Darby 1890 says: “yet their voice is heard.”
God’s First Truth 1999 says: “but their voices are heard among them.”
The NIV 1984 edition read exactly like the KJB. They changed it in the NIV 2011 but it still has the same basic meaning. It now says: “Yet their voice goes out into all the earth.”
A Conservative Version 2005 has: “There is no speech nor language in which their voice is not heard.”
The Complete Apostle’s Bible 2005 - “There are no speeches or words, in which their voices are not heard.”
The New Brenton Translation 2012 says: “There are no speeches or words IN WHICH their voices are not heard.”
Jamieson, Faussett and Brown Commentary - “Though there is no articulate speech or words, yet without these their voice is heard.”
John Wesley’s Notes on the Bible - “Verse 3. Heard - Or, understood; there are divers nations in the world, which have several languages, so that one cannot discourse with, or be understood by another, but the heavens are such an universal teacher, that they can speak to all people, and be clearly understood by all.”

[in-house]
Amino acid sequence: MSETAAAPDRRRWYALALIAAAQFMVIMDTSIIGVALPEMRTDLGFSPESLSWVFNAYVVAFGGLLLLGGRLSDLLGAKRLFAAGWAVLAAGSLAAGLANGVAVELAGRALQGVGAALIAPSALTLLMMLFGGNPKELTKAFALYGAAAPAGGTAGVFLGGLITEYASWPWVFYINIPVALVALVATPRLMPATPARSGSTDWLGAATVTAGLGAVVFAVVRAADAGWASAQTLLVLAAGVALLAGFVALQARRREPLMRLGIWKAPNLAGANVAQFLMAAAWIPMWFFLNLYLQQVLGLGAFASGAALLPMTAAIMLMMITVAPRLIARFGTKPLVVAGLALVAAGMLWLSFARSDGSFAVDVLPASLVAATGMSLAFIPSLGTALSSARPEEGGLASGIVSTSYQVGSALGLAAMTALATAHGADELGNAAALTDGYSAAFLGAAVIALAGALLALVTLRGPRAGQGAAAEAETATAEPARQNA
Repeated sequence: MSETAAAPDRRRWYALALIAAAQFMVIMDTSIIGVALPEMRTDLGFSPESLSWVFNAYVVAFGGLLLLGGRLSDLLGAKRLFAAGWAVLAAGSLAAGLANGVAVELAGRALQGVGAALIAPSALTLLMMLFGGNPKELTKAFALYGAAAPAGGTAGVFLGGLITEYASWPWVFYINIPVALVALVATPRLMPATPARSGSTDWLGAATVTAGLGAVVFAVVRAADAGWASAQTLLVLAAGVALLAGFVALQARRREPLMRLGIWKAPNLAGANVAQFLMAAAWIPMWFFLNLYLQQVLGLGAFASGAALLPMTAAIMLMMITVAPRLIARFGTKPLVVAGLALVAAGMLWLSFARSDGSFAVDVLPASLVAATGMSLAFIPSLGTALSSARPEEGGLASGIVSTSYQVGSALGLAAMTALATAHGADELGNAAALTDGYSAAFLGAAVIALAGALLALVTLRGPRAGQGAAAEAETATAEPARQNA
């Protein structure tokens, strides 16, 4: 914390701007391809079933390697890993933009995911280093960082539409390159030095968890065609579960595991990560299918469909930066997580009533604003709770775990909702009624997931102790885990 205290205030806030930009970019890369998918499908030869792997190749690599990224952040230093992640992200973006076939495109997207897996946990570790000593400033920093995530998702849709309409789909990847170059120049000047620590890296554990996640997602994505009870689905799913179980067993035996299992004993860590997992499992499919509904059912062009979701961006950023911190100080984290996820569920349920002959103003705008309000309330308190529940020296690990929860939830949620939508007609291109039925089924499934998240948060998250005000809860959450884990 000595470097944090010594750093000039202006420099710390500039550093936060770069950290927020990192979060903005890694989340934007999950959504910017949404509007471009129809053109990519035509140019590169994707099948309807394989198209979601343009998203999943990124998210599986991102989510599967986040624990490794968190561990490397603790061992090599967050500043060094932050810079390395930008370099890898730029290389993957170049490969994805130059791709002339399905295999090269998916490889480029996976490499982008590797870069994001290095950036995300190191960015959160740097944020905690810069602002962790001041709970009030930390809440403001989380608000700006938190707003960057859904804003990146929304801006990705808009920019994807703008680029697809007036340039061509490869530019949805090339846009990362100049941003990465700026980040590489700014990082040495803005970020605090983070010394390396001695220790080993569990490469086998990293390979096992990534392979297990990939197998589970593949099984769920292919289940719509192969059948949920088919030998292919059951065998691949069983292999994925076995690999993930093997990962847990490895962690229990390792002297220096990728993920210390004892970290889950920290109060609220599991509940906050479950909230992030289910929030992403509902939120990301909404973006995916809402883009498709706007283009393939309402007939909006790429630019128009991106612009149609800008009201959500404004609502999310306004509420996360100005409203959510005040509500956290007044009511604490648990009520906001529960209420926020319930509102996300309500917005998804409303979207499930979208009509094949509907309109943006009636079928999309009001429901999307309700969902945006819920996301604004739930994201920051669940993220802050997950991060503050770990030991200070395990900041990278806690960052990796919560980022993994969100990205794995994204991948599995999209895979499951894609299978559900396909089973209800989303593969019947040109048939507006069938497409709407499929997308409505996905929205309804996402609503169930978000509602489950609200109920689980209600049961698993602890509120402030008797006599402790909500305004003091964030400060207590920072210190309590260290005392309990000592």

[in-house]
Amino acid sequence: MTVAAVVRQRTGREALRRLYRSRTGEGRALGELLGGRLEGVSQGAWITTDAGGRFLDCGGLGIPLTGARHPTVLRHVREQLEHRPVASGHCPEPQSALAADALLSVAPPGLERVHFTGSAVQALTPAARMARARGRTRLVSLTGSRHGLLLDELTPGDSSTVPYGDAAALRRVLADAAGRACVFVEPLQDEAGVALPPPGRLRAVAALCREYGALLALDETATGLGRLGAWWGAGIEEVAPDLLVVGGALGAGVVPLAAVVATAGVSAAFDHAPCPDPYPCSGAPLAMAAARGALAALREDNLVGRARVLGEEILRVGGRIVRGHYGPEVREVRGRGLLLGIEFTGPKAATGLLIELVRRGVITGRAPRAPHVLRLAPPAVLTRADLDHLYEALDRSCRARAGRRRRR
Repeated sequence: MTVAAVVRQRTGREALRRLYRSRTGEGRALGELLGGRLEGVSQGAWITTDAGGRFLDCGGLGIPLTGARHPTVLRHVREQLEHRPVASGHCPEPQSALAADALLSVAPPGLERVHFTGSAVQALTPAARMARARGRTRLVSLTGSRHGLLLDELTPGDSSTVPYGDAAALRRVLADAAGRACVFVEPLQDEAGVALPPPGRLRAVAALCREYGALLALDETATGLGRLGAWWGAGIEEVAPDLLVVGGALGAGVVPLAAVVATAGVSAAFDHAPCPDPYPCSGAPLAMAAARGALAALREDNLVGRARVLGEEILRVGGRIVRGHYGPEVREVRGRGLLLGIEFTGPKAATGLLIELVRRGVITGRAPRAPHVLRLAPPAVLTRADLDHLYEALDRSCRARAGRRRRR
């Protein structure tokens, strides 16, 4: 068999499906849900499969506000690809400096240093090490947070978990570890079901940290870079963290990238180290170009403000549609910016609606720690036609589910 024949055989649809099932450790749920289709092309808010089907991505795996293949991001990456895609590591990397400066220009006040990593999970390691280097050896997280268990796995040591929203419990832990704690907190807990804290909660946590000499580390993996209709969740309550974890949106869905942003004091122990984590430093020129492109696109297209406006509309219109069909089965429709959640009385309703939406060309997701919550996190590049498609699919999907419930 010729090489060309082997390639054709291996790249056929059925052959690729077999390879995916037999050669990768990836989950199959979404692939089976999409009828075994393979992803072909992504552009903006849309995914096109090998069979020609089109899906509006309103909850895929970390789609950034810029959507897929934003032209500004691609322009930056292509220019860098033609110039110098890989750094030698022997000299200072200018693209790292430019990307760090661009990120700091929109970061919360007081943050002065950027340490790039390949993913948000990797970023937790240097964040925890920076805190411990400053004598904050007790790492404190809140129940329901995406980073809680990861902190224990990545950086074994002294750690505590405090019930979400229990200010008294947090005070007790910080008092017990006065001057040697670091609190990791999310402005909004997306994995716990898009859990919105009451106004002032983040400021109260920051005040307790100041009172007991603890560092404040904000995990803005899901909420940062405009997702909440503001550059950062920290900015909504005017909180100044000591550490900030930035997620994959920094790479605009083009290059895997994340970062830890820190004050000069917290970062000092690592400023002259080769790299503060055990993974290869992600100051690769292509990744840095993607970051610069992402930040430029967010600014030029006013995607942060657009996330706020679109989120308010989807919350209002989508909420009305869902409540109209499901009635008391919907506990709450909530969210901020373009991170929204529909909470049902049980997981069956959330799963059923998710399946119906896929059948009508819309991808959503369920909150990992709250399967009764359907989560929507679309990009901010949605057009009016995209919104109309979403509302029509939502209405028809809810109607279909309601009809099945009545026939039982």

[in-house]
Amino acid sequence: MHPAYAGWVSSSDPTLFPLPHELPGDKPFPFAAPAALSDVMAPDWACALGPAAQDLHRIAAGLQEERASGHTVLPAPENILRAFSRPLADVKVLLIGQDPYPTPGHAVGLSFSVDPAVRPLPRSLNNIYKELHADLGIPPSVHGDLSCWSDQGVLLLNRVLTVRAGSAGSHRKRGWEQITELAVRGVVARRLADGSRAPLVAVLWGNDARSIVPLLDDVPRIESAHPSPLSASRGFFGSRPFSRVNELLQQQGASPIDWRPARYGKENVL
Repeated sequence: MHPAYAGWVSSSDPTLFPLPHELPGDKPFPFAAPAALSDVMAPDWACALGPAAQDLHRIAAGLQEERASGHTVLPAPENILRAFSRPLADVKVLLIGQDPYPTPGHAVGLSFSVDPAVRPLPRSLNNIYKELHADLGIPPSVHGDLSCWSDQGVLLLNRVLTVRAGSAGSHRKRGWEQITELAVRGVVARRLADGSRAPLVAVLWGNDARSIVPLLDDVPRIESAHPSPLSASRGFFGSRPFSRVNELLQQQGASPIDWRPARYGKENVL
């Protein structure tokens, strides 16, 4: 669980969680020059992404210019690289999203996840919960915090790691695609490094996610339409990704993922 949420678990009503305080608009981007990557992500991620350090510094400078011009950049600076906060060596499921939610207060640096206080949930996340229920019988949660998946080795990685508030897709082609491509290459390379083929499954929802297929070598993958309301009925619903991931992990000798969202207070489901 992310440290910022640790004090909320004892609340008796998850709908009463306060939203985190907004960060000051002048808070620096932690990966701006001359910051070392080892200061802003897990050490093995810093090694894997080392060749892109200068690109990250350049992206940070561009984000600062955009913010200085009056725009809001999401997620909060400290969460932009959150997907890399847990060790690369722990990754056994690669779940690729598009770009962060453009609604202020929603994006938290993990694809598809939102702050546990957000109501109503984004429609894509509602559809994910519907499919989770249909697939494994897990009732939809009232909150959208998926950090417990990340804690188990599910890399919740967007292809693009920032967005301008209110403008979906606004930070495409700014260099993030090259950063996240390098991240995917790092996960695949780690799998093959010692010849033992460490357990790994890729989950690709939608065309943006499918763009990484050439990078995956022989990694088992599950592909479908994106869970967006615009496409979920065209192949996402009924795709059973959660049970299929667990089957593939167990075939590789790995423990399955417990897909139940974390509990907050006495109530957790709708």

Charles Spurgeon - “Verse 3. "There is no speech nor language, where their voice is not heard." Every man may hear the voices of the stars. Many are the languages of terrestrials, to celestials there is but one, and that one may be understood by every willing mind. The lowest heathen are without excuse, if they do not discover the invisible things of God in the works which he has made. Sun, moon, and stars are God's traveling preachers; they are apostles upon their journey confirming those who regard the Lord, and judges on circuit condemning those who worship idols.”